Compare and Contrast the Classical Liberal position with the Conservative position on the issue of drug use amongst young people and explain how this affects policy The policies on the issue of drug use amongst young people are significantly shaped by different political ideologies. The purpose of this essay is to compare and contrast a classical liberal position with the conservative position on the issue of drug use among young people, and explain how political ideologies can influence policy.
This essay will explain how the present issue on drug use among young people is seen by society from the classical liberal position and the conservative position. It will compare and contrast the core values, future goals, strategies and method of actions that are used to address the issue of drug use amongst young people and illustrate how the problems of young people are framed. By outlining these important factors, this essay will identify the ways in which policy on the issue of drug use among young people can be shaped by two different ideological perspectives.
One of the problems that arise when discussing the nature of ideologies is the fact that there is no absolute definition of the term, only a collection of rival definitions. However for the purpose of this essay, 'ideology' defined by (Heywood, 2003) is: "More or less coherent set of ideas that provides the basis for organizing political action, whether this is intended to preserve, modify or overthrow the existing system of power.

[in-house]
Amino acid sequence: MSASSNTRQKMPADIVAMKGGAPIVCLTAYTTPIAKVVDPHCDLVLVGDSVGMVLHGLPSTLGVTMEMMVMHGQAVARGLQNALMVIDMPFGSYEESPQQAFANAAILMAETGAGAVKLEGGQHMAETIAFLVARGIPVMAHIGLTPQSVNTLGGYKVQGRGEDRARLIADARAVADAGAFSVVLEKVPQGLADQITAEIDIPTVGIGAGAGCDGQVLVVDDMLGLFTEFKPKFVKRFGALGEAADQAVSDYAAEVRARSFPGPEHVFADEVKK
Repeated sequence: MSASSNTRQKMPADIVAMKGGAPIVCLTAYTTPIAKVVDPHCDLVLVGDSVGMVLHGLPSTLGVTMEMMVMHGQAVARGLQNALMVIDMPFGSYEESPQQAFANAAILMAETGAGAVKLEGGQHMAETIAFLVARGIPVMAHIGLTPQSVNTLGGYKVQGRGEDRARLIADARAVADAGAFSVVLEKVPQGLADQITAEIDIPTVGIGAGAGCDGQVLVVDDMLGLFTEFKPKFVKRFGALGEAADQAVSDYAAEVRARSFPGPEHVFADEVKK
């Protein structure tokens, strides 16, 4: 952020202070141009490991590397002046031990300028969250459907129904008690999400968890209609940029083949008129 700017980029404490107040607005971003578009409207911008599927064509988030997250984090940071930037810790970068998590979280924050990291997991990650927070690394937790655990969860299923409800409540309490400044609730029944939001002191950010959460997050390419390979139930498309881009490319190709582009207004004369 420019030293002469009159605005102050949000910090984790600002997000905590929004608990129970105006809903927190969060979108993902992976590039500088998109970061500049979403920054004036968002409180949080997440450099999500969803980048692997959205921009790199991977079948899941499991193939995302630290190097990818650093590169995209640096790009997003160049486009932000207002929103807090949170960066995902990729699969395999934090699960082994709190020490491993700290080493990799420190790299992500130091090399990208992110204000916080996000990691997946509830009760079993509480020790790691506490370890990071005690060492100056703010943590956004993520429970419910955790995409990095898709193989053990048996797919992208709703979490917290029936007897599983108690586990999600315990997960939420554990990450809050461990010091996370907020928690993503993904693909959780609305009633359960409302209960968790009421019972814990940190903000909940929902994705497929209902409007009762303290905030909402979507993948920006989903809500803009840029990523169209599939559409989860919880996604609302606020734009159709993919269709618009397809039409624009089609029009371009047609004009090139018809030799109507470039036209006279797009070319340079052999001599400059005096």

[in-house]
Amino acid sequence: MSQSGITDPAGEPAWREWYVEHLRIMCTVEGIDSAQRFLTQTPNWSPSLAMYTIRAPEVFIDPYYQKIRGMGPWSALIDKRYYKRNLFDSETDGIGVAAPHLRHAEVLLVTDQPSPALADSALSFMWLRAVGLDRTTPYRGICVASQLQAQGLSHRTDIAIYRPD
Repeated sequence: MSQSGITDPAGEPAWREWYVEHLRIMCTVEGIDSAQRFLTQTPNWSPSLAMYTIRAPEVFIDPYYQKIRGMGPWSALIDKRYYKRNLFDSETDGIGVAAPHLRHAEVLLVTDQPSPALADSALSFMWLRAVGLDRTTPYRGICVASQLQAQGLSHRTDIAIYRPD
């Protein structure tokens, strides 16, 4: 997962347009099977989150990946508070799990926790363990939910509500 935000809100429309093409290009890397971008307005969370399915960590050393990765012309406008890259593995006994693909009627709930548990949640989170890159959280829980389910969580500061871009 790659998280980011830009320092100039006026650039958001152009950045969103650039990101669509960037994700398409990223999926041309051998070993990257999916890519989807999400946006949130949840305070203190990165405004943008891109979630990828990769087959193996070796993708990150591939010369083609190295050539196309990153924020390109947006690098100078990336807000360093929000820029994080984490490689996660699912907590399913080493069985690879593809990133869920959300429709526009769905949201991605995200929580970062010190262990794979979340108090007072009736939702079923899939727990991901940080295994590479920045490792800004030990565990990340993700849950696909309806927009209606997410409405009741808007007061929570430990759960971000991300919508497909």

All ideologies therefore (a) offer an account of the existing order, usually in the form of a 'world-view', (b) advance a model of a desired future, a vision of a 'good society', and (c) explain how political change can and should be brought about – how to get from (a) to (b)". "A political ideology largely concerns itself with how to allocate power and to what ends it should be used. It can be a construct of political though, often defining political parties and their policy (Wikipedia, the free encyclopedia)".
According to Heywood (2003, p. 3), political ideologies can influence youth policy in several ways". Firstly, political ideologies present a view of how the "world is understood and explained". Secondly political ideologies "set goals that inspire political activity". Thirdly political ideas help shape the nature of political systems. Finally, political ideas and ideologies can act as a form of social cement by providing social groups, and whole societies, with a set of unifying values ad beliefs.
By "providing society with a unified political culture, political ideas in one way can either help to promote order and social stability or be "enforced from above in an attempt to manufacture obedience and thereby operate as a form of social control" (Heywood, 2003, p. 4). According to (Penington, 1999, p. 1) the "use of substances that alter mood goes back thousands of years in various sections of human society, whether we are talking of alcohol, opium, marijuana, the coco leaf or tobacco".